State Government Affairs
In-person or Remote? Five Tips to Help You Prepare for the Fall Conference Season.
October 7, 2021 | Rob Shrum
December 10, 2020 | MultiState
There’s a lot to think about when it comes to planning your government affairs strategy for next year, but MultiState is here to help. Our 2021 Session Prep Toolkit will help you plan your 2021 (following the checklist here) and each week we’ll delve into a different aspect of state government affairs strategic planning. If you’re just tuning in, get up to speed on the first two installments:
In March and April, top economists predicted that states could see their revenues drop by up to 50 percent, but due to a variety of factors current projections are less apocalyptic. We will have a more complete picture of what state budgets pictures will be looking like in a couple of weeks, but while some states like Illinois and New York are facing multi-billion-dollar shortfalls, many other states are facing more manageable budget challenges.
Despite this good news, we still expect to see many states experimenting with business tax policy in 2021. But how can we forecast which states may experiment with tax policy given that a variety of overlapping political and economic factors impact what policies a state may consider? To answer this question, we condensed these factors into an easy-to-understand state risk score, incorporating metrics such as state partisan makeup, state budget and revenue outlook, health of rainy day fund, and past activity and attitude towards business tax increases.
States with the highest scores are considered more likely to increase business taxes in 2021 — California, Colorado, Connecticut, New York, and Oregon. Additionally, we found that there were eleven other states where we may also see activity, though risk factors are not as extreme. Read the full report for additional details.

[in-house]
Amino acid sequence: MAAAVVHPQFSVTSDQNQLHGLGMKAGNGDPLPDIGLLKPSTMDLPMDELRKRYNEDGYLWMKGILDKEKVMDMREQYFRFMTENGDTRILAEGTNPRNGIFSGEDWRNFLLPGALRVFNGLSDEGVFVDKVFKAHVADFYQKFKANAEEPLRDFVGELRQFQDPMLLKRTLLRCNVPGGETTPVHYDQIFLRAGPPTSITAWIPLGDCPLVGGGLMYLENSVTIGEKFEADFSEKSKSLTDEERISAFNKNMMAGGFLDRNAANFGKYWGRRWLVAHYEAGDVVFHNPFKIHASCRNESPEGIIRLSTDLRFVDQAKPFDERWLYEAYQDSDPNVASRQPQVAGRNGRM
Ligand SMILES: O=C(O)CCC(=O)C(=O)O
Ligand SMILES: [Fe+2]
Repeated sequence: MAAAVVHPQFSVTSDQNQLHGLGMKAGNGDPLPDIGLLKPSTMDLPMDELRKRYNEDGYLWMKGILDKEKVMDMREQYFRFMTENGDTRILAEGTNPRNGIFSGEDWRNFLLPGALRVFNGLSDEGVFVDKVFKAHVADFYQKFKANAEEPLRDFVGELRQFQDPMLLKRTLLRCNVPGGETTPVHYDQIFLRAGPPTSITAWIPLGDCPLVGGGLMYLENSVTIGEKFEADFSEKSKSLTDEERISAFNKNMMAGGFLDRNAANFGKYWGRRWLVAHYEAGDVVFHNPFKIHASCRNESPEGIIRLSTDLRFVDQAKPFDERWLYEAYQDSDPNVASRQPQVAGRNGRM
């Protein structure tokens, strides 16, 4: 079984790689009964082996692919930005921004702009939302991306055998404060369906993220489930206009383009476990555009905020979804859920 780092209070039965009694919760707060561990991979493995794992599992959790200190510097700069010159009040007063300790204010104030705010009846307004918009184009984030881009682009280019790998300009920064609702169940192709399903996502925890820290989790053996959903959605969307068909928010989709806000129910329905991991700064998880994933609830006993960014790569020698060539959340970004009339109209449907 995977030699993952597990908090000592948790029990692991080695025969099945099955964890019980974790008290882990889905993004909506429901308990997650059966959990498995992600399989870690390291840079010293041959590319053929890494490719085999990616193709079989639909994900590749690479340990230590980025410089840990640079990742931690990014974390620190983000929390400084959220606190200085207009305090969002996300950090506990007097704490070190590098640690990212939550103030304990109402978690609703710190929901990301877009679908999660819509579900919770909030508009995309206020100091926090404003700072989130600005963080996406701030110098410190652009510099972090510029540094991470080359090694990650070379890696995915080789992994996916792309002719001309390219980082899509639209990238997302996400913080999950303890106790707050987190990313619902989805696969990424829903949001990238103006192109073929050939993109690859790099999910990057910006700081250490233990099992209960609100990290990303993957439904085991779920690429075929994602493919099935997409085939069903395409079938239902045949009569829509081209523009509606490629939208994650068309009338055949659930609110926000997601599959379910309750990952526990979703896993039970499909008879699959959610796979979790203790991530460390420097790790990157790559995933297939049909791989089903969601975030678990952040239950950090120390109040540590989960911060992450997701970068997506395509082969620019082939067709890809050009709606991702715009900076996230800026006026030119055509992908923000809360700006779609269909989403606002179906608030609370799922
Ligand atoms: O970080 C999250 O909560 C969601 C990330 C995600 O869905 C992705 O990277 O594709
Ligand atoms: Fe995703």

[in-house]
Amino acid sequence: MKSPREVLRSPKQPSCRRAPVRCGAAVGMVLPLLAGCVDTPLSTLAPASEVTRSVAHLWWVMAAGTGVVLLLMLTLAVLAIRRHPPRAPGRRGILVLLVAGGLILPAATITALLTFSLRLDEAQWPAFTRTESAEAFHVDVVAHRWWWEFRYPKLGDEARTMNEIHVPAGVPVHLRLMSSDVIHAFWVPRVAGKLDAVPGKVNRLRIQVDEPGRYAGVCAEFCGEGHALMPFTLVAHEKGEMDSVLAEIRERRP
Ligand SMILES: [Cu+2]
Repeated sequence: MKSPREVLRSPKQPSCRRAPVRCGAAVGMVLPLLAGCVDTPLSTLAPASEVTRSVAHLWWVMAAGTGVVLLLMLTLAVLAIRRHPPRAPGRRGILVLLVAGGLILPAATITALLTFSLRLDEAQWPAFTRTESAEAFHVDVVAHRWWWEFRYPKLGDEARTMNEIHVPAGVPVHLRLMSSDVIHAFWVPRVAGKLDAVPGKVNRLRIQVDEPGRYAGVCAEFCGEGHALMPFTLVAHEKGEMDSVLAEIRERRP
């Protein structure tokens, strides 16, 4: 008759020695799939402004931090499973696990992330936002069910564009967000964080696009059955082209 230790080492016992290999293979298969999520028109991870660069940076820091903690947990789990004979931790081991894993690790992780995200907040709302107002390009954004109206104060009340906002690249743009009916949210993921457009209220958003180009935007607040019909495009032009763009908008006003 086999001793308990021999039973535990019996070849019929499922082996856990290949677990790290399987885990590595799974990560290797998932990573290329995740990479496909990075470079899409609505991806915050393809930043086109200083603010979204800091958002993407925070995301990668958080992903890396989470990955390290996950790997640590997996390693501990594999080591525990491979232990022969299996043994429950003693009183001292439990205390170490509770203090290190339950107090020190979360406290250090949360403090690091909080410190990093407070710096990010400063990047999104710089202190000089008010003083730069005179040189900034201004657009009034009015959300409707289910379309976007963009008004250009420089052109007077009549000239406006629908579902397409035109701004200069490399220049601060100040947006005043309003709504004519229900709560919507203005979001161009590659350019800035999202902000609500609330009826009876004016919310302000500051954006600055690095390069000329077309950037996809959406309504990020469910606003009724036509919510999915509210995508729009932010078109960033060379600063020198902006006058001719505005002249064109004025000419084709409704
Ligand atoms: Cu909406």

It goes without saying that COVID-19-related legislation will dominate state policymakers’ time and attention in 2021. We expect to see activity related to COVID-19 liability, hazard pay, vaccination, and workplace safety rules. MultiState offers full monitoring of state and local activity related to pandemic response — explore it here.
This year, lawmakers in 36 states introduced over 200 bills addressing limited liability during the pandemic. A federal effort in Congress has failed so far to enact broad liability protection, so state lawmakers have taken up the effort. Lawmakers in 21 states have enacted 40 bills relating to COVID-19 liability protection into law. Additionally, the governors in Arkansas and Connecticut have issued executive orders providing limited liability protections.
About half of the enacted state laws will provide limited liability protection generally to all businesses within the state assuming they follow industry guidelines and absent gross negligence. Other laws target specific industries for liability protection. The most prevalent targeted liability protections are for medical fields including hospitals, testing facilities, nursing homes, and personal protective equipment manufacturers. Finally, the remaining laws target businesses deemed “essential,” government employees, those providing disaster relief/recovery operations, restaurants, higher education, public schools, and outdoor swimming pools.
If Congress fails to enact a nationwide law limiting liability for private businesses nationwide in response to the pandemic, then we expect states to continue to introduce and enact this type of legislation as states try to balance safety with keeping their economies afloat.
COVID-19 Hazard Pay
We expect to see a variety of policy proposals in 2021 that focus specifically on essential workers, particularly proposals that would either require employers to pay essential workers hazard pay in addition to regular wages or set up Hazard Pay Grant Programs open to essential employers and employees. In 2020, nine states and New York City introduced legislation related to hazard pay.
Thus far, no states have enacted a hazard pay mandate, but Pennsylvania and Vermont have enacted hazard pay grant programs. In 2021, these grant programs will likely be a popular policy option with legislators as states determine how to spend funds received from the federal government. Additionally, reframing the focus of labor and employment legislation on essential workers amid their key role during the pandemic will be a popular option for state lawmakers.